Foster kids need your help
"They can't make it," said Karen Vaughan. "They can't buy the school supplies, they can't buy the school clothes."
You would have to use both hands to count the number of grandchildren Karen Vaughan has, and although she has already been a parent once, she is currently finding herself filling those shoes once again.
"My husband and I took custody of our four young grandchildren last September," Vaughan said.
She is happy to care for her grandchildren instead of watch them get placed in a home, but she says it can be a financial struggle.
"Anytime you add four new people to a household," Vaughan said. "It puts a strain on the budget."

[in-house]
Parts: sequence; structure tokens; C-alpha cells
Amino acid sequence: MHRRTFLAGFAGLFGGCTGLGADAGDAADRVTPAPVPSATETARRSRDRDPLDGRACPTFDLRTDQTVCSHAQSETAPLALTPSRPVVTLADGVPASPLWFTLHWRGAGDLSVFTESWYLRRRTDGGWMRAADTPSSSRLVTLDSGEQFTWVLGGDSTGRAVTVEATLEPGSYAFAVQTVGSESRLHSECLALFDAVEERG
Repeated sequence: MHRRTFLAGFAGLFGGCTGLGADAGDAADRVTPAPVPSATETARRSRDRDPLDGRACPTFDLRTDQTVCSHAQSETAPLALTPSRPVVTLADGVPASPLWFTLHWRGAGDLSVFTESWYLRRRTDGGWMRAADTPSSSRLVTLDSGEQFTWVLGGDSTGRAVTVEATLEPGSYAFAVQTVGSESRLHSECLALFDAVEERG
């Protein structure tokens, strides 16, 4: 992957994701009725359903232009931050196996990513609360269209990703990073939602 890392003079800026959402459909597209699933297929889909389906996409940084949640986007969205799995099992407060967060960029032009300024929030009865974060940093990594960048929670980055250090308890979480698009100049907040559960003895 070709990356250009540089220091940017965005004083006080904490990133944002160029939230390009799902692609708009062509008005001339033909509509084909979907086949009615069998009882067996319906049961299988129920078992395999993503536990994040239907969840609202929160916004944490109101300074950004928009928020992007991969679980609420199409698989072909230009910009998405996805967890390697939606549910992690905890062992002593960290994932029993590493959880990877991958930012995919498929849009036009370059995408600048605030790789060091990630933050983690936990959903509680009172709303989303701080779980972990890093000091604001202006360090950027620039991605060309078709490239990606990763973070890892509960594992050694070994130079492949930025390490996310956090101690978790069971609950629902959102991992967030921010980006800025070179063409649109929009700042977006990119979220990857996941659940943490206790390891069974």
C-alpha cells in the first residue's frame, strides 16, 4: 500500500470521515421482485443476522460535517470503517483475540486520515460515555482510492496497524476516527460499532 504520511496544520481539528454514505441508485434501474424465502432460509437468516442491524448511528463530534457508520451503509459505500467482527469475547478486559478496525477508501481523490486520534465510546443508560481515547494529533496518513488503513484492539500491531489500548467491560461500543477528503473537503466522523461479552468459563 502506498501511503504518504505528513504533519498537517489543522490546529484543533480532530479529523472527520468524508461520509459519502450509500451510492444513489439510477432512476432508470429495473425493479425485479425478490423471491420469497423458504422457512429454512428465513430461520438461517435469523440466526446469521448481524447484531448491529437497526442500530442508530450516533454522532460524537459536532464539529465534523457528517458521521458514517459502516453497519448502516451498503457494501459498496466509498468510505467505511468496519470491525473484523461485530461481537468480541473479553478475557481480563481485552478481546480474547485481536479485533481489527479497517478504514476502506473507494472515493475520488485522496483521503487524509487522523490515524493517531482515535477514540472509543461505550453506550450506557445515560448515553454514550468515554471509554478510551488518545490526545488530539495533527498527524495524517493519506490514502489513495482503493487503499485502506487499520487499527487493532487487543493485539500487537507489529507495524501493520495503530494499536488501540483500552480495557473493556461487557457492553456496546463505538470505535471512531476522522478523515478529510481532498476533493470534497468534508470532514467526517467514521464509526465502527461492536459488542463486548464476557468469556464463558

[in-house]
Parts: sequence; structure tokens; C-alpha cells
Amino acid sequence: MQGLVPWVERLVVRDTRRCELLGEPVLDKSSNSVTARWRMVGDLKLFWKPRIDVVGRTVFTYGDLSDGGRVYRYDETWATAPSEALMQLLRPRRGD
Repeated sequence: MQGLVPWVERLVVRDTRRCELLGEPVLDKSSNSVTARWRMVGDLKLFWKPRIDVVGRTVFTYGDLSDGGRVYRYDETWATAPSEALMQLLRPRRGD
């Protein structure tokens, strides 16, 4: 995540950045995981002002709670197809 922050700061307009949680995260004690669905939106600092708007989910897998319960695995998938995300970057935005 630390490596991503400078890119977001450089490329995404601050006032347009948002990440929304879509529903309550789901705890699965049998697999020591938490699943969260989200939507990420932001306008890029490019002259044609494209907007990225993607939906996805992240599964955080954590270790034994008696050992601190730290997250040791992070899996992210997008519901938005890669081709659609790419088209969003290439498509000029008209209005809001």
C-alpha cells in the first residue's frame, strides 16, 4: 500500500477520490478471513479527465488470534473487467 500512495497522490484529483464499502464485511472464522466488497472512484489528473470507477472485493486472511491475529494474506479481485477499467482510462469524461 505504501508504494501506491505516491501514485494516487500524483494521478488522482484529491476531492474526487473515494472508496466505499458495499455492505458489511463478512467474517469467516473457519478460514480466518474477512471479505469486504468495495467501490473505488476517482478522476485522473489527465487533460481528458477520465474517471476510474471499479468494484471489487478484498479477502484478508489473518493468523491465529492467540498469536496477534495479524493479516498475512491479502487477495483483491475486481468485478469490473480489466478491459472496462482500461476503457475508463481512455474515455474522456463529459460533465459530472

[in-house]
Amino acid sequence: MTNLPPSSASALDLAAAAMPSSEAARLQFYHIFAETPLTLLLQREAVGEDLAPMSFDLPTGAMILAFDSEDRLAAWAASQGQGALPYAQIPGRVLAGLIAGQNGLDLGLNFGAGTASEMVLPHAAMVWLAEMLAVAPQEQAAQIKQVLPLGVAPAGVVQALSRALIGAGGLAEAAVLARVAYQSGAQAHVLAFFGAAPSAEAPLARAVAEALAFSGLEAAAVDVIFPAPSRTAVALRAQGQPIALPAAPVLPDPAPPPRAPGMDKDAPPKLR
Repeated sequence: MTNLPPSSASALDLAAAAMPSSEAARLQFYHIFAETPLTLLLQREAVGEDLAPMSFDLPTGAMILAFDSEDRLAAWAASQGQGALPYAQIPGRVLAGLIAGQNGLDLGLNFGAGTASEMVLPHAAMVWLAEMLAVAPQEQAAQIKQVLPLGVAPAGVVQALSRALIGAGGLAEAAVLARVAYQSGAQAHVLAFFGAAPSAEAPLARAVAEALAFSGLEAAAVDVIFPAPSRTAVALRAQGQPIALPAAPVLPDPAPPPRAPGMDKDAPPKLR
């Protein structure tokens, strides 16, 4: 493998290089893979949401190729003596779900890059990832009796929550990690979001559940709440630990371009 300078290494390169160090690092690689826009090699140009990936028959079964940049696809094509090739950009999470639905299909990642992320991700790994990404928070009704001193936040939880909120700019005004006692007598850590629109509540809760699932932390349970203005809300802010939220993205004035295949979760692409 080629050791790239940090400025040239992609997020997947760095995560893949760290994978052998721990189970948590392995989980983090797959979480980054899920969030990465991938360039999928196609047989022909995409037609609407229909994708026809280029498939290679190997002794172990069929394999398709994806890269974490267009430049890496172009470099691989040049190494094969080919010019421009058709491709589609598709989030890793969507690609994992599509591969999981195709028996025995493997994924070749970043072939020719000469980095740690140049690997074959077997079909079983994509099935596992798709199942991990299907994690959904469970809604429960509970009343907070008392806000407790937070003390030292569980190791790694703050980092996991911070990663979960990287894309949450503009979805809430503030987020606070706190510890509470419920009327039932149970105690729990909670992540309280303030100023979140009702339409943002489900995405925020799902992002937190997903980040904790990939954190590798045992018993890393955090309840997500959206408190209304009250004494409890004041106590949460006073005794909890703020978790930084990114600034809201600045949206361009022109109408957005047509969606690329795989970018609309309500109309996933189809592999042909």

This situation is all-too-common here in East Texas, and it is only getting worse.
Child Protective Services said this is because the population of Smith County has grown so you also see a increase in neglect.
Plus, with the economy getting worse, financial stress can lead to abuse. And 85 percent of the cases have drug or alcohol as the main problem.
Just over a year ago there were around 200 children in foster care and now the number has climbed to 337.
This is an increase the Smith County Child Welfare Board cannot afford.
"While the funding has gone down, the number of children has almost doubled," said Jennifer Reynolds, SCCWB member.
This board provides school supplies for each child and gives them an allowance for new school clothes, a service they have provided for years.
But, that may disappear if the community does not help pitch in.
"We just really need the communities help to support these children."